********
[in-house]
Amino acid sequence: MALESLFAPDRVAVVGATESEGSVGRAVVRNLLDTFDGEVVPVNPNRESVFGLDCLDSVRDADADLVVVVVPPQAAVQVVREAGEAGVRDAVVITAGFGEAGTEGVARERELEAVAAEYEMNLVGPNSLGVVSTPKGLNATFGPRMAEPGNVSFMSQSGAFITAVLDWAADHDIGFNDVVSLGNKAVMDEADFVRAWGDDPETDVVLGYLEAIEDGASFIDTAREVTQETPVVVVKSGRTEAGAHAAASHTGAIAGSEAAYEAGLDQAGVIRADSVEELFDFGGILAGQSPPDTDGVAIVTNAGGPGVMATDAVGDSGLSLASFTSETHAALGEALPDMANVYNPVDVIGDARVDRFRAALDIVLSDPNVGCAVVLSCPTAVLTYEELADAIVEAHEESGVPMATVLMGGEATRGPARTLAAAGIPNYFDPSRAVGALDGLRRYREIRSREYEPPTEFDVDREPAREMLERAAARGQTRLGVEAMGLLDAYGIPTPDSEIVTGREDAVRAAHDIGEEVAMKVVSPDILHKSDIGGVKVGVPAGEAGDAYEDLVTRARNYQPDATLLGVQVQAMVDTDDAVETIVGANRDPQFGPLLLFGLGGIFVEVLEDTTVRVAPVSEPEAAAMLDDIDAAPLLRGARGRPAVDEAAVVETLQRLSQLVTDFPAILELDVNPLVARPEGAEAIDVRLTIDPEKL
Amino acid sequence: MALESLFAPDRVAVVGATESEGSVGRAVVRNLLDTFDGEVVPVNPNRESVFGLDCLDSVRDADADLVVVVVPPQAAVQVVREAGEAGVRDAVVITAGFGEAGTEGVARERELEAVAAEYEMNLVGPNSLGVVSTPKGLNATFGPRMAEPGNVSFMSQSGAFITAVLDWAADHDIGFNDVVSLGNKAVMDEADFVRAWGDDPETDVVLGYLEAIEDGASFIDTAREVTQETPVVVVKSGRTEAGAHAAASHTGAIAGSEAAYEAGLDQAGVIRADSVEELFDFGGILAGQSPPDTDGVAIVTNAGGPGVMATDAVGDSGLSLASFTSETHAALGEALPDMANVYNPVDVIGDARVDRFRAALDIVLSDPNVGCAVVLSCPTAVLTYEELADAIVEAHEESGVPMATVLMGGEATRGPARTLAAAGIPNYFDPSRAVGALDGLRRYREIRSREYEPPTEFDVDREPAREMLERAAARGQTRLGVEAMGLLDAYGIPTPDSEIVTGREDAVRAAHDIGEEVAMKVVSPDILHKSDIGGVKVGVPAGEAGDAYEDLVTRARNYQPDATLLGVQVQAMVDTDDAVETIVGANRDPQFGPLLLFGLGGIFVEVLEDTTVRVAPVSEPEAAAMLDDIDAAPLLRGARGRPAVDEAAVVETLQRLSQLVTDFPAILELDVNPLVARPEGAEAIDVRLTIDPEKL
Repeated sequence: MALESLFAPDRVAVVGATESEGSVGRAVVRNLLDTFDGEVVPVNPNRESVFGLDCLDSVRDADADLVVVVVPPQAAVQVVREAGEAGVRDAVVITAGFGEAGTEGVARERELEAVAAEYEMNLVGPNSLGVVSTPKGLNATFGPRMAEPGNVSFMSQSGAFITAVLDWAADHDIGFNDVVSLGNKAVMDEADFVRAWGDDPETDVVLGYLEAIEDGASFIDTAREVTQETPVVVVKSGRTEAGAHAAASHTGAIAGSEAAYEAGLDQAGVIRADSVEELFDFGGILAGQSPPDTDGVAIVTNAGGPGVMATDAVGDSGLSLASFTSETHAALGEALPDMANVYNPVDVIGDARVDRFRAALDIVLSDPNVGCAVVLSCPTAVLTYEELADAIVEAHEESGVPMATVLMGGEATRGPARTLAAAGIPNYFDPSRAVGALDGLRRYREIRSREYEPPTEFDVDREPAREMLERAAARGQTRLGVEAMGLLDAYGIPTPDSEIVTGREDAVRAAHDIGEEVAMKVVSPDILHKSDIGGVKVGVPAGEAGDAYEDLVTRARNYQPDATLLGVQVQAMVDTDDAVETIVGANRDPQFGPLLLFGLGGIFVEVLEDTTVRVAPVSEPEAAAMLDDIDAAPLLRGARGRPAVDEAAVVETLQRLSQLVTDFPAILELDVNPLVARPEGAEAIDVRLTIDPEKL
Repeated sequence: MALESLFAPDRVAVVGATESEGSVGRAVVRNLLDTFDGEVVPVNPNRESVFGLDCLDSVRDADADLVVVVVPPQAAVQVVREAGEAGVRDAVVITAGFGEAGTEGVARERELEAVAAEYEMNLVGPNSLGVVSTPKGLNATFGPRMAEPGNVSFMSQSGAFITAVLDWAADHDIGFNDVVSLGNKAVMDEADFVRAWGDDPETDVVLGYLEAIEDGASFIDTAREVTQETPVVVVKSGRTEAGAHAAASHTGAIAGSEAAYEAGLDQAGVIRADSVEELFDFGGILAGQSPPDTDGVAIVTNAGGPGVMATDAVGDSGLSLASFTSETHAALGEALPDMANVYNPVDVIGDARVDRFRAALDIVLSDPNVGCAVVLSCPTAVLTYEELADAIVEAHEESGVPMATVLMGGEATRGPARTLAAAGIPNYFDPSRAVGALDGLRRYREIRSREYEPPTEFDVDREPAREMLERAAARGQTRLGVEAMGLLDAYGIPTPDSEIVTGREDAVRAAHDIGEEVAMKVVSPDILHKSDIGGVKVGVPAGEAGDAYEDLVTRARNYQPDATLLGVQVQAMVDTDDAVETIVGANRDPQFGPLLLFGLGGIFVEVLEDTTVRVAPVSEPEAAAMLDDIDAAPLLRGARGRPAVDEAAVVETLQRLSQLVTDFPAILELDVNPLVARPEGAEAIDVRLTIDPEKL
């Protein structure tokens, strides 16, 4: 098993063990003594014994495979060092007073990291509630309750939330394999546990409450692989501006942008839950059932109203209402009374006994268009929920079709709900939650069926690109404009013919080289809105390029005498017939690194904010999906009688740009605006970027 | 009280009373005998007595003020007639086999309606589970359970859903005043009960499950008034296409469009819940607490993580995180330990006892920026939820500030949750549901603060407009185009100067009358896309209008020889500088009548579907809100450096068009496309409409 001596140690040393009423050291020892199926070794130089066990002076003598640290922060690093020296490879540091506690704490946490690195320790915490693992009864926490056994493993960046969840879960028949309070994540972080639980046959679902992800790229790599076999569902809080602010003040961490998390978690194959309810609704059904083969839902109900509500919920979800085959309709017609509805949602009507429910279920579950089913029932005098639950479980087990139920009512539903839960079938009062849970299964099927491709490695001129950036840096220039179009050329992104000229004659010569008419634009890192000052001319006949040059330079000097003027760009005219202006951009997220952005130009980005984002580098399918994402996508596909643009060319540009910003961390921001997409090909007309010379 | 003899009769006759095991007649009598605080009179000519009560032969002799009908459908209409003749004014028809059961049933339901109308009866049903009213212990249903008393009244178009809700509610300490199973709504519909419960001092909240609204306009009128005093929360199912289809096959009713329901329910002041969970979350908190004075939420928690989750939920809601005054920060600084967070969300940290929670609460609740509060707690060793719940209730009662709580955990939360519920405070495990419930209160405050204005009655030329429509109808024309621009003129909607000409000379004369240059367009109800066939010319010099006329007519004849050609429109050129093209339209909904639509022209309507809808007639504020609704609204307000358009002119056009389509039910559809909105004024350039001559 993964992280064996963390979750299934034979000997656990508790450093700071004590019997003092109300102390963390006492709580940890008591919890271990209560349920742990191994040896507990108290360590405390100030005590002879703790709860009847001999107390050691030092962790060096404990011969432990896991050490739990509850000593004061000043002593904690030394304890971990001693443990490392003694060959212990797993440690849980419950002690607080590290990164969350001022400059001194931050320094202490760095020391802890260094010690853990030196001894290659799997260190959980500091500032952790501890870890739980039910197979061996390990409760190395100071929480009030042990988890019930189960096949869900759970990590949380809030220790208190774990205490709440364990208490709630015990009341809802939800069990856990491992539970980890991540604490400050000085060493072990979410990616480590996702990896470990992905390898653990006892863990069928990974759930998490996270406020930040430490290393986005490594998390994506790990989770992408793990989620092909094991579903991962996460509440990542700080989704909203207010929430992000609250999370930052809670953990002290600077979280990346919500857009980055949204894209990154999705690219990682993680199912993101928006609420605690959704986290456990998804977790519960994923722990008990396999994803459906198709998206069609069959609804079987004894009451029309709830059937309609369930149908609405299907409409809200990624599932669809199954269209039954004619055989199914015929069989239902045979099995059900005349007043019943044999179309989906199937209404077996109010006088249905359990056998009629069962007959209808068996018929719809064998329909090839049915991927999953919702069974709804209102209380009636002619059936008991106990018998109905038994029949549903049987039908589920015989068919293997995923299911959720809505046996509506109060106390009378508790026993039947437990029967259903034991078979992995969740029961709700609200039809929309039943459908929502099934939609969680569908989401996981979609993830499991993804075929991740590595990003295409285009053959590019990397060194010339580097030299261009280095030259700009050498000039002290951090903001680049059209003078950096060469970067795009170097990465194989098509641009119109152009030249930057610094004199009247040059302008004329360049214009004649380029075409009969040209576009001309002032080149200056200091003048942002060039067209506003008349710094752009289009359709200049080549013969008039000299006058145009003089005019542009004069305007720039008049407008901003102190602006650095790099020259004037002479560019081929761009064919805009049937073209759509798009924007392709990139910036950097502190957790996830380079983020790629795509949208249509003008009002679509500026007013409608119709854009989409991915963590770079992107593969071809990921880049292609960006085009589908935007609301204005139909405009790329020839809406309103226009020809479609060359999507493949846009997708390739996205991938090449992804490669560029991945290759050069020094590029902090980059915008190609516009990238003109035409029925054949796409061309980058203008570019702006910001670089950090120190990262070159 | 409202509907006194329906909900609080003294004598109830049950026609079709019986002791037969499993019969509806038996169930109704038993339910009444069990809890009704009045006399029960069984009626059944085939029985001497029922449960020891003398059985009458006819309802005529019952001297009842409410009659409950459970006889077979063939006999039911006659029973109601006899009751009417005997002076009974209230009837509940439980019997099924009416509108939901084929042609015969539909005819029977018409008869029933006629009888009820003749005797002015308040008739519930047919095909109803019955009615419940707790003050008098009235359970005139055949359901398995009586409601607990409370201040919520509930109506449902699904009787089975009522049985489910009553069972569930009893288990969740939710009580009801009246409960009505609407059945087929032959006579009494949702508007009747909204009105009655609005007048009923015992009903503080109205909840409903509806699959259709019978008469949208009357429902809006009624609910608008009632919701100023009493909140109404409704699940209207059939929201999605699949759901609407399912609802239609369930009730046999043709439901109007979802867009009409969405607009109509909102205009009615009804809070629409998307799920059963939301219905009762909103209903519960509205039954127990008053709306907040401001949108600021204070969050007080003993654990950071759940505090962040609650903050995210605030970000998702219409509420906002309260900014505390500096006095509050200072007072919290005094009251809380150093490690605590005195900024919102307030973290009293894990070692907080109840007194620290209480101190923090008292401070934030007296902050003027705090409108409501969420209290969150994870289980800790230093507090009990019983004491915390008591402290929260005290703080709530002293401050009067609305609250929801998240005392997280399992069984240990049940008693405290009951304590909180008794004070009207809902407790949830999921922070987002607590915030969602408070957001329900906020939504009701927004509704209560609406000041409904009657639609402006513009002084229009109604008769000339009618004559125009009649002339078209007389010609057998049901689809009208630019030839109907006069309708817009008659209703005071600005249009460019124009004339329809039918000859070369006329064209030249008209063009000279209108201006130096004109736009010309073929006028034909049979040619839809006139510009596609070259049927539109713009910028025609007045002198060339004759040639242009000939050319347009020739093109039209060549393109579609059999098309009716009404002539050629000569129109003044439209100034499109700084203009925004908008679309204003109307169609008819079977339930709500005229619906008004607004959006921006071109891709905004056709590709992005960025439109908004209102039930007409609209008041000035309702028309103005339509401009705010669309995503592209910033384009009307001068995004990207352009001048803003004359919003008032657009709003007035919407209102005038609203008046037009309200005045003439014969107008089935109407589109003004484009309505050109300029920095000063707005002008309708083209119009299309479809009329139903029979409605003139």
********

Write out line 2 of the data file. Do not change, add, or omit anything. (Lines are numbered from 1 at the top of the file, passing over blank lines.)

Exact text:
Amino acid sequence: MALESLFAPDRVAVVGATESEGSVGRAVVRNLLDTFDGEVVPVNPNRESVFGLDCLDSVRDADADLVVVVVPPQAAVQVVREAGEAGVRDAVVITAGFGEAGTEGVARERELEAVAAEYEMNLVGPNSLGVVSTPKGLNATFGPRMAEPGNVSFMSQSGAFITAVLDWAADHDIGFNDVVSLGNKAVMDEADFVRAWGDDPETDVVLGYLEAIEDGASFIDTAREVTQETPVVVVKSGRTEAGAHAAASHTGAIAGSEAAYEAGLDQAGVIRADSVEELFDFGGILAGQSPPDTDGVAIVTNAGGPGVMATDAVGDSGLSLASFTSETHAALGEALPDMANVYNPVDVIGDARVDRFRAALDIVLSDPNVGCAVVLSCPTAVLTYEELADAIVEAHEESGVPMATVLMGGEATRGPARTLAAAGIPNYFDPSRAVGALDGLRRYREIRSREYEPPTEFDVDREPAREMLERAAARGQTRLGVEAMGLLDAYGIPTPDSEIVTGREDAVRAAHDIGEEVAMKVVSPDILHKSDIGGVKVGVPAGEAGDAYEDLVTRARNYQPDATLLGVQVQAMVDTDDAVETIVGANRDPQFGPLLLFGLGGIFVEVLEDTTVRVAPVSEPEAAAMLDDIDAAPLLRGARGRPAVDEAAVVETLQRLSQLVTDFPAILELDVNPLVARPEGAEAIDVRLTIDPEKL